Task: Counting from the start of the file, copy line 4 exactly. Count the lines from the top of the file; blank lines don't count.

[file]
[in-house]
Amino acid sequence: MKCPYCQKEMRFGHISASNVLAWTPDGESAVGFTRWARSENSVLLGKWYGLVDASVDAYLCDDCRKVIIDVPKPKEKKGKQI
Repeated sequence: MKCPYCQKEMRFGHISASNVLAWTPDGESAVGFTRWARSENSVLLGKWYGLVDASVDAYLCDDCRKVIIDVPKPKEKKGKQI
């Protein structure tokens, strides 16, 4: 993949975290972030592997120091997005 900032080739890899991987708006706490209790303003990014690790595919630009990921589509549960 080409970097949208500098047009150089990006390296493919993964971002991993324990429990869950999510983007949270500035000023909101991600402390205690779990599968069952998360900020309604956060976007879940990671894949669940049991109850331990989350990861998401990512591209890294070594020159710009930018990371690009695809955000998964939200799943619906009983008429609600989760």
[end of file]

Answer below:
């Protein structure tokens, strides 16, 4: 993949975290972030592997120091997005 900032080739890899991987708006706490209790303003990014690790595919630009990921589509549960 080409970097949208500098047009150089990006390296493919993964971002991993324990429990869950999510983007949270500035000023909101991600402390205690779990599968069952998360900020309604956060976007879940990671894949669940049991109850331990989350990861998401990512591209890294070594020159710009930018990371690009695809955000998964939200799943619906009983008429609600989760």